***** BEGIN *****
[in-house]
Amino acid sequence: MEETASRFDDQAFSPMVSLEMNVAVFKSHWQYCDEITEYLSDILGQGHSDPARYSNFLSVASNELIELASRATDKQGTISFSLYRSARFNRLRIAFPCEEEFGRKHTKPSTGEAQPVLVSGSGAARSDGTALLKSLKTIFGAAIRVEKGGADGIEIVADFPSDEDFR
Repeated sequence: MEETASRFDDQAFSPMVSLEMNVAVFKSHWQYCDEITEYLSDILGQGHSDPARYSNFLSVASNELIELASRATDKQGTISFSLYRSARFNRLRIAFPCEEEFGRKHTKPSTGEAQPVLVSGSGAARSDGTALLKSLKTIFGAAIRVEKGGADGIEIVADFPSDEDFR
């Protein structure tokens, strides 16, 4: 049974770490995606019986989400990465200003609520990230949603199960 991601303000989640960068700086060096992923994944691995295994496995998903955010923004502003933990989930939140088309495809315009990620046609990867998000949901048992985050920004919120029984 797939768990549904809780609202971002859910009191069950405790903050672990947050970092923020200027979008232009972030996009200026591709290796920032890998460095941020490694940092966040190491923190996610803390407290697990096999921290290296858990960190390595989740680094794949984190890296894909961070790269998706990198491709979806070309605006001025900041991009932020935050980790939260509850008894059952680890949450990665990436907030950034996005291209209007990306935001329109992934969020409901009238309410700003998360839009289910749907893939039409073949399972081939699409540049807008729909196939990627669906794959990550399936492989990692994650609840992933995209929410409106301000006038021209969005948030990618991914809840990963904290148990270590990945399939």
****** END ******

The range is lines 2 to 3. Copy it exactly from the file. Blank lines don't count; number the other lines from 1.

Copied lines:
Amino acid sequence: MEETASRFDDQAFSPMVSLEMNVAVFKSHWQYCDEITEYLSDILGQGHSDPARYSNFLSVASNELIELASRATDKQGTISFSLYRSARFNRLRIAFPCEEEFGRKHTKPSTGEAQPVLVSGSGAARSDGTALLKSLKTIFGAAIRVEKGGADGIEIVADFPSDEDFR
Repeated sequence: MEETASRFDDQAFSPMVSLEMNVAVFKSHWQYCDEITEYLSDILGQGHSDPARYSNFLSVASNELIELASRATDKQGTISFSLYRSARFNRLRIAFPCEEEFGRKHTKPSTGEAQPVLVSGSGAARSDGTALLKSLKTIFGAAIRVEKGGADGIEIVADFPSDEDFR